Never knowingly undersolved.

Guardian Cryptic crossword No 25,429, by Brendan

Posted by Stella on September 16th, 2011


A pleasantly intricate puzzle, the rather mixed theme being presented at 16ac, and with some more straightfoward clues to set the ball rolling.

Other than 21d, all theme people are also common words. Thanks Brendan.

Unfortunately, there’s one key clue I cannot parse and one I only see in part – see below.

9. Presenter with top-notch Republican introducing new part of speech (9)
ANNOUNCER N+NOUN in ACE + R(eùblican)
10. Man on board in calm sound (5)
PIECE sounds like “PEACE”, for a chessman.
11. Ministers planting parts of it in the media (7)
PRIESTS PRESS, with I and T interspersed (“planted”)The first of three anagrams leading to the second part of 16ac
12. Most active 11, when last becomes first (7)
SPRIEST The second of the three, comparative form of SPRY
13. Device for removing bristles from jaw, nervously (5)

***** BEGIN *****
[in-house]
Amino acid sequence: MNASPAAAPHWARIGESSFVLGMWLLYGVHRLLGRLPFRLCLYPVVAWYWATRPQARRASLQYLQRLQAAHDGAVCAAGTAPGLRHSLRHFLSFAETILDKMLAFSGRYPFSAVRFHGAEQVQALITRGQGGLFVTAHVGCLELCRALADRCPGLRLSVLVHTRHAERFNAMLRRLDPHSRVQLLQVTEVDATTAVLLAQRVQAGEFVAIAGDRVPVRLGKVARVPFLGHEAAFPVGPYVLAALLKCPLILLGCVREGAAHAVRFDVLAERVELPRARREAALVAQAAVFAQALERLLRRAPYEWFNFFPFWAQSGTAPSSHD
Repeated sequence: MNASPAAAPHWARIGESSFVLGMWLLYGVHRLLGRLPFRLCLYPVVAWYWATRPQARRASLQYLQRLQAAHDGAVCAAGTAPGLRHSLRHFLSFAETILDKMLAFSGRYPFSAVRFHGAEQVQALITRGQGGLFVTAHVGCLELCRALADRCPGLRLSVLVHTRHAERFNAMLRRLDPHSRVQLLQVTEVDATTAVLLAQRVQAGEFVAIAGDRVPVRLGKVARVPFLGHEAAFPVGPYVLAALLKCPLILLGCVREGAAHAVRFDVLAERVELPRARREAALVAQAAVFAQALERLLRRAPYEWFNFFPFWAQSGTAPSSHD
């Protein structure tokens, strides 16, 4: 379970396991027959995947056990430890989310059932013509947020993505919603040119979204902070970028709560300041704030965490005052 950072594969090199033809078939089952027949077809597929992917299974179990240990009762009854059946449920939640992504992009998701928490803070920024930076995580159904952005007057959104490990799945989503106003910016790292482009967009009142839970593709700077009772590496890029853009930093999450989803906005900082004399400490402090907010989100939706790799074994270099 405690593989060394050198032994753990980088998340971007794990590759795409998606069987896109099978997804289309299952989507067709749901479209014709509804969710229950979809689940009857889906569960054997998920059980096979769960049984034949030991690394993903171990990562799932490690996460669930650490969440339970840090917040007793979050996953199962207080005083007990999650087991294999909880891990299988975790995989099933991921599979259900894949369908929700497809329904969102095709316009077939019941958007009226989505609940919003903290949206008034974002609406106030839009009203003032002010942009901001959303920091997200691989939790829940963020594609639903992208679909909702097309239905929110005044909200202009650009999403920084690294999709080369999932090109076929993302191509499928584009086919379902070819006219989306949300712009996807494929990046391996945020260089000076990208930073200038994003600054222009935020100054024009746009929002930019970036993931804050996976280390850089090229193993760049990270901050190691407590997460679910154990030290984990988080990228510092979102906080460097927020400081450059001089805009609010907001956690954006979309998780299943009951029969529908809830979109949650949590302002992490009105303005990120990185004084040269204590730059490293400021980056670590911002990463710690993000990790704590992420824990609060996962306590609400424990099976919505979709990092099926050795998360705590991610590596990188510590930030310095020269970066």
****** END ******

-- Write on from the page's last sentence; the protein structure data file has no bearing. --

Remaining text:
AWNER Hidden in “jAW NERvously”
14. Pure daughter is taken inside to be scolded (9)
16. Standard 7, such as 8, 20, 21 down, 22 down and 23 across or 3 and 18, together with 11, 12, or 22 across, possibly (5,3,7)
STARS AND STRIPES The key clue, with the answer to 7d as the definition to the first part, and the other clues cited as examples of the answer sought, then the second part indicating an anagram of 11ac, etc.
19. Leader of army badly lamed, but proceeded on foot (9)
21. Shepherd and animal from herd (5)
STEER Double definition
22. To continue getting coverage in papers is terrible (7)
PERSIST Hidden in “paPER IS Terrible”, anagram nº3
23. Newspaper’s turn to secure literary anthology (7)
24. One’s found in church or part of cathedral (5)
25. Take care of English prop most sensitive to pain (9)
1. Prince standing on his head, say, in lake (7,3)
CASPIAN SEA Prince CASPIAN is one of the Narnia books, + homophone of “C”
2. Corrupt gain is in 16, for example (8)
3. This is spinning plus a source of radiation (6)